NLRP3 has also been proposed as an inflammasome component recognizing Y. pestis (Zheng et al., 2011) (Figure 2, Figure 3). NLRP3-deficient animals also were less resistant to infection by KIM1001-pYtbLpxL, in that they displayed increased bacterial loads in the spleen (Figure 5H) that correlated with reduced spleen cytokines (Figure 5I). To sum up, NLRP12 and NLRP3 both contribute to the host resistance towards Y. pestis strains.

NLRP12 and IL-18 signaling induce IFNγ that limits infection

IL-18 is a known inducer of IFNγ (Okamura et al., 1995), a key protein in many host responses to pathogens. This suggests that signaling via NLRP12 and the IL-18R, resulting in the release of IFNγ, could mediate resistance to Y. pestis-pYtbLpxL. Mice lacking both IFNαβR and IFNγR (dKO) were infected with KIM1001-pYtbLpxL s.c., and we found that all the dKO animals succumbed to the infection (Figure 6A). This phenomenon was largely attributed to IFNγR signaling, as only a few mice lacking IFNαβR died upon infection, whereas almost all mice lacking IFNγR succumbed (Figure 6B). No differences in IFNγ concentrations were observed between spleens of uninfected wt, NLRP12 deficient, and IL18R deficient mice (Figure 6C–D). However, the IFNγ concentrations in spleens from KIM1001-pYtbLpxL infected NLRP12 deficient mice compared to wild-type were drastically reduced (Figure 6D), as was also true for the mice lacking IL-18R (Figure 6D). Thus, we propose a cascade of signals from NLRP12 to IL-18 maturation that in turn mediates IFNγ release following infection with Y. pestis strains.

Figure 6
NLRP12 induces IFNγ via IL-18 signaling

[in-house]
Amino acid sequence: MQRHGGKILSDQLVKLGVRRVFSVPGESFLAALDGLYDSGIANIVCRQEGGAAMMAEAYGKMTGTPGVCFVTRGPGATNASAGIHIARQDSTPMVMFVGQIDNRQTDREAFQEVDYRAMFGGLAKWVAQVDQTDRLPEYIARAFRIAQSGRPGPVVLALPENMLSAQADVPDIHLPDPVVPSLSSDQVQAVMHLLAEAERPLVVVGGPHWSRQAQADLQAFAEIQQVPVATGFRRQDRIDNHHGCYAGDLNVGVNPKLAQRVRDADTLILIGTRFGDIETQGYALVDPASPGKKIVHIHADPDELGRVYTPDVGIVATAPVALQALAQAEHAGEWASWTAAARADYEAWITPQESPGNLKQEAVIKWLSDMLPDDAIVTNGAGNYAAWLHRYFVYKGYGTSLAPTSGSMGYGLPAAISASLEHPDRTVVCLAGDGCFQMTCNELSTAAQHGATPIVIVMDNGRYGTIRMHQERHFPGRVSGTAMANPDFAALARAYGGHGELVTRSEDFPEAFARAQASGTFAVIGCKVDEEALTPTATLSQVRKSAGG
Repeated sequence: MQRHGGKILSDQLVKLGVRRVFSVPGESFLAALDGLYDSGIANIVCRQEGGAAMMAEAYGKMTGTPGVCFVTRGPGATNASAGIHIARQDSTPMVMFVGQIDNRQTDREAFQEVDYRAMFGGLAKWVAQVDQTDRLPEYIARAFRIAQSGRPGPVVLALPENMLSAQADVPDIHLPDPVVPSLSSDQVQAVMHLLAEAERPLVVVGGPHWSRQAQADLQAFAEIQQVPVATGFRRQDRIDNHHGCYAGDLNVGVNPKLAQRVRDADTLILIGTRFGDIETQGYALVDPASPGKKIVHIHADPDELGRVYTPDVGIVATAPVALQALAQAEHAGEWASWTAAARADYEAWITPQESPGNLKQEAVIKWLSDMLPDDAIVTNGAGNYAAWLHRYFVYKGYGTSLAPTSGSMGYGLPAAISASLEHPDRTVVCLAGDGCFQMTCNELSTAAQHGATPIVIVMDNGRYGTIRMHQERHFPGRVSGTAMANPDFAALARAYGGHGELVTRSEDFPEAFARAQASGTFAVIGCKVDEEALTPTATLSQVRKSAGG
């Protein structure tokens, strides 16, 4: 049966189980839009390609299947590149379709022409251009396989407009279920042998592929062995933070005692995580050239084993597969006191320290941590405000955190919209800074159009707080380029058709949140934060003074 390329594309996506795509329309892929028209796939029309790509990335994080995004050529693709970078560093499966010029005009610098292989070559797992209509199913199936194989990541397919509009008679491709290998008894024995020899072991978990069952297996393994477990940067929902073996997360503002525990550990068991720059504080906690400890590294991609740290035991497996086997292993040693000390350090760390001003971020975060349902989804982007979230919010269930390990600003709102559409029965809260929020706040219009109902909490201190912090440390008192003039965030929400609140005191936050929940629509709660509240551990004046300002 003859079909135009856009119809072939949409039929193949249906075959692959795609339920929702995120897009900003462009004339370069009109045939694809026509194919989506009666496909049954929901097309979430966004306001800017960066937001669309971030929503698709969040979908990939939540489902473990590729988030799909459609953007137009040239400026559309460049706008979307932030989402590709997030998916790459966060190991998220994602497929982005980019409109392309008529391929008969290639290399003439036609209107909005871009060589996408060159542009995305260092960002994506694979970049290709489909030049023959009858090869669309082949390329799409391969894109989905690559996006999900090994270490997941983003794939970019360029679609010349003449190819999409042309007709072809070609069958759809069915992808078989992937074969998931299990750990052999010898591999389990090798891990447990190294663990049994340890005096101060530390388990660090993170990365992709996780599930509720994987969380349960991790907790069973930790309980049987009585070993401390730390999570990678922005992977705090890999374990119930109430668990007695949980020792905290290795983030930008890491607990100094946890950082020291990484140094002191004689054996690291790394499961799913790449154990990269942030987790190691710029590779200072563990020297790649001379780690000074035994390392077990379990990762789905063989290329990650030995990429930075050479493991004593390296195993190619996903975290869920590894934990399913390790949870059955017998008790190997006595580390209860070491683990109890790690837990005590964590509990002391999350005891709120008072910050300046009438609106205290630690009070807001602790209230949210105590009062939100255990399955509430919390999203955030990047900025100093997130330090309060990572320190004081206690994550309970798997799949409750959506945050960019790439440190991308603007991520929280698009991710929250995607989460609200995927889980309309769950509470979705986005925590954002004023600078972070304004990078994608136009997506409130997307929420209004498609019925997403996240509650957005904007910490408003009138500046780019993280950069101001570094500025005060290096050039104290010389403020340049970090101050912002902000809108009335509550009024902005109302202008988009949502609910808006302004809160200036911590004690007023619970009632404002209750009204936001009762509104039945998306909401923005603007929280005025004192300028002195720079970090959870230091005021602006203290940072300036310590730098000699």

Discussion

We propose that recognition of Y. pestis expressing a stimulatory LPS by TLR4 leads to upregulation of NLRP12 and pro-inflammatory cytokines such as IL-18 and IL-1β. NLRP12 then recognizes a ligand produced upon Y. pestis infection and assembles into an inflammasome that processes IL-18 and IL-1β. Although the precise nature of the true NLRP12 ligand is unknown, and may be a host or bacterial protein, the generation of the ligand appears to require the virulence-associated T3SS of Yersinia. Models for activation may include possibilities that cells sense membrane damage associated with the T3SS, secreted effectors or other molecules channeled by the T3SS, and modified host proteins. NLRP3 also contributes to IL-18 - IL-1β release. IL-18 seems to be more critical than IL-1β, and plays a key role in induction of IFNγ.

We show that NLRP12 is an inflammasome component recognizing Y. pestis and contributes to in vivo resistance to infection with Y. pestis strains. To our knowledge. this is the first demonstration of a clear role for NLRP12 in resistance to infection. Our data suggest an inflammasome role for NLRP12 in pathogen recognition, and that the NLRP12 - IL-18 - IFNγ axis is effective in limiting infection with Y. pestis-pYtbLpxL. We also show that the expression of Y. pseudotuberculosis LpxL in Y. pestis increases TLR4-dependent release of IL-18 and IL-1β. This increase correlates with increased resistance to the modified pathogen. In fact, the results indicate that a major consequence of producing LPS with low TLR4-activating potential could be lack of priming necessary for effective synthesis of active IL-1β and IL-18.Therefore, Y. pestis is able to utilize inflammasome-activating components like the T3SS to neutralize the immune response without an effective activation of an inflammatory response. This phenomenon may have played a role in evolution of high virulence in Y. pestis.